The Long Beach Planning Commission on Thursday approved plans for a new cannabis dispensary in Downtown Long Beach—including a required zoning change that could pave the way for other cannabis businesses to locate in the area.

This week’s decision, however, must first be ratified by the City Council.

The 4,639-square-foot dispensary at 433 Pine Ave. requires special approval because it would operate out of the bottom level of a residential building, a co-location that isn’t currently permitted in the city’s Downtown zoning code.

If approved by the City Council, permitting the dispensary would lead to larger changes in the zoning code and Downtown plan that would allow other shops selling cannabis for recreational use in areas zoned for retail use in Downtown, and for them to be located in mixed-use commercial and residential buildings.

There are currently no licenses available for new dispensaries, but a feasibility study currently underway is looking into the possibility of offering additional licenses to disadvantaged entrepreneurs seeking to enter the legal cannabis industry.

The Downtown Business Alliance and the building’s homeowners association expressed its support for the dispensary.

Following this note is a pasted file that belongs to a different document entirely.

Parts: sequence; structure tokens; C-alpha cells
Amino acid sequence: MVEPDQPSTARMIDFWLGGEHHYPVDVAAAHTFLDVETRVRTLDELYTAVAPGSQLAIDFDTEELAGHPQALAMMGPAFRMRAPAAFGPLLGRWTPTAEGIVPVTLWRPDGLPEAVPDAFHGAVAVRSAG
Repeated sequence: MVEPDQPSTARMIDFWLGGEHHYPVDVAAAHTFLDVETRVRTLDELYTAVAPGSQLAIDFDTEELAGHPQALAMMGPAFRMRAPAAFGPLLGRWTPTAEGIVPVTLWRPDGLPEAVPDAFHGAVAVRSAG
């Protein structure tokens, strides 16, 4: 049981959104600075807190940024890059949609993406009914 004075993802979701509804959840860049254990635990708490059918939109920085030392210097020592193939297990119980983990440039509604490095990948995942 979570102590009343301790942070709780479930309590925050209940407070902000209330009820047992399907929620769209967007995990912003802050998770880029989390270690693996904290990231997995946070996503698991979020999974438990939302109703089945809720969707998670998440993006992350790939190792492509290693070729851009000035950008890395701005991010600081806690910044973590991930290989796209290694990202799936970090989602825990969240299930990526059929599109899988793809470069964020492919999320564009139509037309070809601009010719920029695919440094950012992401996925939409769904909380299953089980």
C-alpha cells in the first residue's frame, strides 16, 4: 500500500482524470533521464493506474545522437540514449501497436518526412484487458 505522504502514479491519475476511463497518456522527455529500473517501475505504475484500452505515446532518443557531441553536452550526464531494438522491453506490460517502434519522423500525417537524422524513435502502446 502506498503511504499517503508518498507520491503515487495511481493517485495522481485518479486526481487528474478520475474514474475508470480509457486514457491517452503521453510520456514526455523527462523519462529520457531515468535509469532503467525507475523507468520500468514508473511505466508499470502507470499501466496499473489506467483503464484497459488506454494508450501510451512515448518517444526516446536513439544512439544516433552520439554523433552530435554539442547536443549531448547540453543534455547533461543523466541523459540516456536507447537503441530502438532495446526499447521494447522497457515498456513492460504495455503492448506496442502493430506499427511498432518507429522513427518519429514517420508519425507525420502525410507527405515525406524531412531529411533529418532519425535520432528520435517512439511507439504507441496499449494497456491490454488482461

“The ground floor retail space located at 433 Pine Avenue has long been vacant, and DLBA has diligently worked in the past with residents and property owners to activate the area,” DLBA President and CEO Kraig Kojian said in a letter to the commission. “An adult-use cannabis dispensary at that location would bring substantial foot traffic and promote economic vibrancy to the North Pine neighborhood.”

The Long Beach Collective Association, a local group representing business owners in the industry, however, submitted a letter to the City Council ahead of the Planning Commission meeting, stating its opposition to the change.

In the April 9 letter obtained by the Long Beach Business Journal, the association urged councilmembers to deny the application for approval submitted by Elliot Lewis, CEO of local cannabis company Catalyst.

“All stakeholders, including other cannabis business operators, should have the chance to provide input on any Zoning Code changes,” the association’s executive board and members wrote.

The approval of the dispensary, they argue, would “allow a single operator to take advantage of the City’s zoning rules” and “limit other operators’ ability to conduct business in downtown” because of distance requirements between cannabis retail locations.

One other dispensary is currently operating in the Downtown area, in a single-story, commercial use building.

Lewis is a former member of the association who was ousted in September, with the association citing failure to pay dues and “lobbying for city wide policy change for personal gain” as the reason for terminating his membership.

The Planning Commission unanimously approved the project in a 7-0 vote. It is yet to be determined when the item will be heard by the City Council.